The State of Alabama is in trouble with parents of college-bound students. Like seventeen other states, Alabama created a tuition savings program designed to cover the cost of tuition to a state college or university. The Alabama program, called PACT (Prepaid Affordable College Tuition), bears the state’s implicit guarantee that participants will save enough to pay for college.
But with the crisis on Wall Street we find that PACT managers, hired by the trustees, were counting on the stock market to generate growth in the fund; in fact, 72 percent of assets were in stocks a year ago. As a result, PACT’s losses are the largest of any state tuition savings plan. Suddenly the fund is in no position to cover its obligations, and its trustees are saying they never really promised that it would in the first place.
It’s true that contracts executed between 1990 and 1994 state that the program “guarantees payment of undergraduate tuition,” while later contracts state more ambiguously that the program “will” pay tuition. But according to the Birmingham News, state attorneys now argue that the state “always lacked the legal authority to guarantee payment.”
In other words, if you took that PACT name literally, you’re a sucker.
Just as an aside, an accounting error overstated the fund’s assets by more than $22.6 million until an independent audit reported the error in February 2008. It doesn’t give the impression that PACT trustees have been on the ball.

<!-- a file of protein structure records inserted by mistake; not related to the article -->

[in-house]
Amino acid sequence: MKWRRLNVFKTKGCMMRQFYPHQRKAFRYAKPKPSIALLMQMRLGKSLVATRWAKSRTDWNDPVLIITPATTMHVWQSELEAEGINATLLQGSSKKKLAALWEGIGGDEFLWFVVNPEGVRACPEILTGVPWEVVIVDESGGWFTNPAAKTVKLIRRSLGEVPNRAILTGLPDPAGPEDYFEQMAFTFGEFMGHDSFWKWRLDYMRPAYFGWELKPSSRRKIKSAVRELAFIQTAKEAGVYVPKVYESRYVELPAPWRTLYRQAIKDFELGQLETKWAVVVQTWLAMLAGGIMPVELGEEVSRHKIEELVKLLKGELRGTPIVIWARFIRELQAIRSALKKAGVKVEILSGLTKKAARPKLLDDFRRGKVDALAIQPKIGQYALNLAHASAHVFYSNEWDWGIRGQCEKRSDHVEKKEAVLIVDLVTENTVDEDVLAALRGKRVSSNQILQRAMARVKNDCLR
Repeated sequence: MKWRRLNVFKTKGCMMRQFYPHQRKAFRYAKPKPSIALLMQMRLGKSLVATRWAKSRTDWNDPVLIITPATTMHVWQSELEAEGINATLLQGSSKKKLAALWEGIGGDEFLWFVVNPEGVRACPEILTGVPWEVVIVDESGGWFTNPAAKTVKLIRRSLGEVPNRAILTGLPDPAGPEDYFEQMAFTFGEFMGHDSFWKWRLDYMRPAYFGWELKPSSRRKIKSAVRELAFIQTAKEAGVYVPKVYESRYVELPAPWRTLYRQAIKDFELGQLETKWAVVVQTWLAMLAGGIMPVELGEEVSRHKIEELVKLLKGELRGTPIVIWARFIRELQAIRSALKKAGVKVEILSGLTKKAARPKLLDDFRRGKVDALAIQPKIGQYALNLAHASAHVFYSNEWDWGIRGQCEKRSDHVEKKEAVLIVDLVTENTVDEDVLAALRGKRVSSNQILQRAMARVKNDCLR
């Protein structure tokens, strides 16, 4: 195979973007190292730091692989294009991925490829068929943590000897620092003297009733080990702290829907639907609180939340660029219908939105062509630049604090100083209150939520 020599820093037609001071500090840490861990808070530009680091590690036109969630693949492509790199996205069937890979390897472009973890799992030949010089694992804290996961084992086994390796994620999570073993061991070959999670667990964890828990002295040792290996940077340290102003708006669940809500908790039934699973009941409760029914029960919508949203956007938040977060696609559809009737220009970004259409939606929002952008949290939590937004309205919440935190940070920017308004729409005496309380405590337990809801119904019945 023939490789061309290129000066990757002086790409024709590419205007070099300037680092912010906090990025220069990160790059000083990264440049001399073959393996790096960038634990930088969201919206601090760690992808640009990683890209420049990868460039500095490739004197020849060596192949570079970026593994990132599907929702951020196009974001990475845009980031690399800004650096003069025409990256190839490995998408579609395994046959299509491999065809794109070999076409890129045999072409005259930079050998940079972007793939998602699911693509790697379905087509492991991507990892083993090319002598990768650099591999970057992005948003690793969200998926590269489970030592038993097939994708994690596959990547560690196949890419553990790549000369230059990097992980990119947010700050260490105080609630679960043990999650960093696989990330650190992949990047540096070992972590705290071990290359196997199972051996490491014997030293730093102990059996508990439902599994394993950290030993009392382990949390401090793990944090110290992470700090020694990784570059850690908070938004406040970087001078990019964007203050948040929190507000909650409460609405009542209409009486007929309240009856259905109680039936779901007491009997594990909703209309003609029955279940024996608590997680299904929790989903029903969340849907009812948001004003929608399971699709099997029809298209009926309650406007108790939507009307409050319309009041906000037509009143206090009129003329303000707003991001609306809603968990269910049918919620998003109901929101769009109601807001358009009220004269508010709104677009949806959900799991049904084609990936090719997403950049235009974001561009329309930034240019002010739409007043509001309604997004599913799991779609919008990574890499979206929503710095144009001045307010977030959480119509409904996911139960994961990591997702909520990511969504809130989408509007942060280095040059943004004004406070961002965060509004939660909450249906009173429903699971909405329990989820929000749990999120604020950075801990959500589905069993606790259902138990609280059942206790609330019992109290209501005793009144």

Unless the state takes extraordinary steps, parents who participated in PACT and whose children are not yet enrolled in college are likely to have to take a loss by withdrawing from the program. This means they recover only their initial investment, less fees.
The board of trustees has held a public meeting about the problem, but has been slow to release financial statements and audits. The 2008 statement is scheduled for release after the board meets again on March 24.
The state’s credibility is taking a huge hit because of the PACT debacle. Extraordinary measures to replace the program’s losses are justified, not least because failure to do so will place a large number of families in a position where they cannot afford to send a child to college.
- Birmingham News: Q&A about PACT, indifferently formatted but useful.
- Birmingham News blog: Auditor’s report on 2006 accounting error
- Doc’s Political Parlor discusses the effect of the PACT crisis on the next round of elections.
Revised to clarify that “PACT” is the name of the Alabama program, not of all prepaid tuition programs.